Favourite Pastime in London - The Tate Modern
As anyone who has visited or lived in London can attest to, this city has a lot to offer. There is something for everyone, from shopping to sporting events to cultural activities. Also, no matter what your budget is, there are a number of options available.
Choosing one favourite pastime is not an easy thing to do, so I am going to start with one of the ways I like to pass a Saturday, with a visit to the Tate Modern. This is not my only favourite pastime, but a good place to start ...
The Tate Modern
The Tate Modern is one of the four galleries making up the Tate group. This gallery houses the group's collection of international modern and contemporary art dating from 1900 to the present day.
Like most galleries and museums in London, there is no charge for entry to the Tate Modern. There are large plexi-glass boxes placed near the exits for donations, but otherwise, visitors are free to roam as they like through the collections. There is a charge for the larger exhibitions though. These areas of the gallery require tickets for entry, but a full day can be spent in the gallery without visiting any of the exhibitions if you are not interested in the artist being showcased.
The gallery has five levels with the major temporary exhibits shown on level 4. Shorter term exhibitions of 2 – 3 months are shown on levels 1 and 2 and longer term ones are shown on level 4.
Four wings, located on levels 3 and 5, house the permanent collections. Each wing is centred around a central hub and each hub focuses on a key period in the development of twentieth century art. The four periods are Surrealism, Minimalism, Post-war innovations in abstraction and figuration. Cubism, Futurism and Vorticism are linked to these four key periods. The Tate collection includes pieces by Picasso, Matisse, Dali, Giacometti and Andy Warhol, along with more current artists.
Whether you are a fan of modern art or not, there are plenty of pieces that will catch your interest.
The collections and exhibitions are not all that make this gallery interesting. It was opened in May 2000 in the former Bankside Power Station, which had been closed since 1981. Not only has the conversion of the Power Station created an amazing space for housing the art, the restaurant on the top floor is definitely worth a visit whether you eat there or not.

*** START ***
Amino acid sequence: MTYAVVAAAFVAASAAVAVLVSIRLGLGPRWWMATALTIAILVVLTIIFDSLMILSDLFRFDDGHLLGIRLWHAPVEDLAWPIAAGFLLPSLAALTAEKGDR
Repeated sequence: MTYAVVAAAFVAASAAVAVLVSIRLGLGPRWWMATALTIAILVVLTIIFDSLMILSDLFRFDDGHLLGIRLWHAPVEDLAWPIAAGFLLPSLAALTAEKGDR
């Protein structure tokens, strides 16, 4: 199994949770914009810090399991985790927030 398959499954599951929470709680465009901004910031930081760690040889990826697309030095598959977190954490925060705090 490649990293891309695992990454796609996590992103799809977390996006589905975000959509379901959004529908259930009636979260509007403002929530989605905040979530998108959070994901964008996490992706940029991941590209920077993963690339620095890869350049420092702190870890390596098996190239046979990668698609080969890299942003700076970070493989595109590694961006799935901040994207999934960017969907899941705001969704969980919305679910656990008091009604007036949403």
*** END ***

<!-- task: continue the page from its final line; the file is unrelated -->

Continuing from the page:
Eating and Drinking at the Tate Modern
On the 7th level of the Tate Modern, the Tate Modern Restaurant and Bar is located. This gives one of the best views of London, as you overlook the Thames directly across from St. Paul's Cathedral. The food is good, but it is a bit pricey.
If you are looking for something a bit cheaper and quicker than sitting at the restaurant upstairs, a cafe is located on level 2 and an espresso bar on level 4. Both offer food and drinks and overlook the riverside. The espresso bar has 2 riverside balconies.
The Tate Modern is located on the south side of the Thames at Bankside. It is near Blackfriars Bridge, beside the Globe Theatre and directly across from St. Paul's. You can walk from the Tate Modern to St. Paul's using the Millennium Bridge, a pedestrian-only footbridge, which opened in June 2000.
The nearest tube stations are Blackfriars, for the District and Circle lines, and Southwark, for the Jubilee line. Both are about a 10 minute walk from the gallery.
Finally, you can ride in the Tate boat along the Thames between the Tate Modern, London Eye and Tate Britain. The boat runs about every 40 minutes when the gallery is open and tickets can be purchased for single trips or all day passes, allowing you to get off and on as often as you like.
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